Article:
The green-fingered guide to low-maintenance gardens
Posted 5 September 2013 by Keith Osborne
Cooking, cleaning, decorating, ironing - where can I possibly find time for gardening you cry? You may be short of time, but an attractive, neat and tidy garden can still be yours through careful planningof your space, working in harmony with the right choice of seasonal greenery. It cannot be denied that gardens can be notoriously difficult to keep on top off with things quickly turning from floral fantastic to ridiculously rugged in the blink of an eye lid. This is where low-maintenance, high-impact gardens come into play, giving you less time wearing your marigolds and more leisure time out there enjoying your handiwork.
Follow these green-fingered commandments to prevent your weeds getting taller than your shrubs, and the amount of work invested staying minimal not monumental.
Limit your lawn
Beautiful, green and glossy yet perfectly manicured lawns as seen in magazines, on television and on your favourite football pitch are all down to a team of highly skilled professionals. Unless you have this amount of time to commit, chances are your lawn will never reach these high standards. Although the smell of freshly cut grass is hard to beat on a summer's day, regularly mowing the lawn is one of your garden's top time consumers. Consider whether the effort you are putting into maintaining your grass is worth the output; after all the British summer is limited.
It may be worth reducing the size of your lawn and consequently reducing the amount of hours dedicated to its upkeep. Paving slabs, gravel and decking are all practical alternatives. If mowing is a chore you'd rather cross off your list altogether, a fully landscaped area entirely paved may be your best option. Hard surfaces rather than compost or chippings will suppress weeds decreasing your time further.
Perfect your plants
According to the green-fingered queen of the garden Charlie Dimmock, when choosing plants try to avoid herbaceous plants (peony, ferns and grasses) where entirely possible and although colourful additions, try to keep the number of perennials used to a minimum (dahlia, foxglove, lavender) - these are two types of plants which demand attention.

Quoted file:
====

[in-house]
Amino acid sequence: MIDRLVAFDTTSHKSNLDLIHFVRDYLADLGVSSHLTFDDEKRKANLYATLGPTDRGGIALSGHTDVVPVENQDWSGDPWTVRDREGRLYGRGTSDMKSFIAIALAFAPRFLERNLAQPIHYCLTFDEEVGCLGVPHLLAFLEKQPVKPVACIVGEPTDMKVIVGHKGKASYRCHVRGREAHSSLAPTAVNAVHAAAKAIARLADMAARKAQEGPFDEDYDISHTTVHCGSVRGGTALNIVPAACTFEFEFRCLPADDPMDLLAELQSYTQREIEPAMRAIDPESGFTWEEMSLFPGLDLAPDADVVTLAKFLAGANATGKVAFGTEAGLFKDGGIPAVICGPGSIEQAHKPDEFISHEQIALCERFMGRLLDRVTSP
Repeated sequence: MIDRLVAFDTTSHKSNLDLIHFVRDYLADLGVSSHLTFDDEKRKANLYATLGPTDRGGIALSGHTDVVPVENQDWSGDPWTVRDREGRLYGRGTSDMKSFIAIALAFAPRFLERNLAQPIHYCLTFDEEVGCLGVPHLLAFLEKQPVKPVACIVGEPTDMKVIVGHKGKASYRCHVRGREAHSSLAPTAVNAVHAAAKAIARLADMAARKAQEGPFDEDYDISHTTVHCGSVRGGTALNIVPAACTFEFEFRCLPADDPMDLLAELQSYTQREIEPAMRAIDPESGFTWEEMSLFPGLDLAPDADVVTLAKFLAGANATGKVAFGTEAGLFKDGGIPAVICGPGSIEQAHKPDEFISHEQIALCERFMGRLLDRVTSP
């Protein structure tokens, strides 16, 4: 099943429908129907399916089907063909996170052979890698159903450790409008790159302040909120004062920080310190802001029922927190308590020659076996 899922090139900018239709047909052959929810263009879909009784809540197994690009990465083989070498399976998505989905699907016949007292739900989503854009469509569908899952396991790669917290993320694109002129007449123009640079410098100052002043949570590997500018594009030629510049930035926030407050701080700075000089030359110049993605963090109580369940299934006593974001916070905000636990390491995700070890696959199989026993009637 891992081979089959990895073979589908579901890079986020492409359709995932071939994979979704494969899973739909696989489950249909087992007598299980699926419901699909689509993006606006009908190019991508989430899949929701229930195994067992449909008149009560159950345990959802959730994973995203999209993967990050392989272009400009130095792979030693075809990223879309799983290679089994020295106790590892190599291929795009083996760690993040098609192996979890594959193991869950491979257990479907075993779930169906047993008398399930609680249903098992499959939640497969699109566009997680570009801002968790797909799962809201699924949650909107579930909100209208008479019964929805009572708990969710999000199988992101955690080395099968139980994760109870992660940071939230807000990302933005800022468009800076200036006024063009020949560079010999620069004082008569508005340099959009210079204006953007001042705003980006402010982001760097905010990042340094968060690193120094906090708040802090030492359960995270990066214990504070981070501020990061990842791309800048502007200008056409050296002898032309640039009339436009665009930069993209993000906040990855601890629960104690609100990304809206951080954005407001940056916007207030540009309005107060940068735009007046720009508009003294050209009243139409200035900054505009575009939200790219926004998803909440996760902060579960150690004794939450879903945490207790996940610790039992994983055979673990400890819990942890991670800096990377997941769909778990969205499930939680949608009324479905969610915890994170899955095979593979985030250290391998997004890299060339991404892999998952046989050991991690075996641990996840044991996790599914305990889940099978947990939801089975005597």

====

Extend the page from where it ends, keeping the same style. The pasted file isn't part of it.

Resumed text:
More practical and easy-going options are flowering shrubs, mixed with a variety of evergreens and deciduous plants to add some variety and life into your garden. Although they take longer to establish than other more attention seeking garden alternatives, shrubs have something to offer all year round with beautiful flowers, leaves, barks, berries and scents.
Keep weeds at bay
Pulling your weeds as often as you can may sound like more work, but it actually works better in the long run. A few small weeds here and there are easier to tackle than a jungle of larger, more established weeds. Limit the paths that the weeds can take, either with a purpose-bought weed barrier or be more inventive and use newspaper, hay or straw to prevent weeds from spreading into your flowerbeds.
Round up the troops
The more hands in the garden, the less work for everyone involved. Gardening can be a great family activity creating a healthy hobby for children their entire lives. The great outdoors will also seem more appealing than a pile of ironing or washing up, so rounding up volunteers for the gardening should be relatively easy. Any garden, simple or elaborate, will require watering, something the little ones will jump to get involved with. What we can't guarantee is that everyone stays dry!
What are you waiting for?
Follow these labour-saving garden solutions to create a hassle-free garden to be proud of.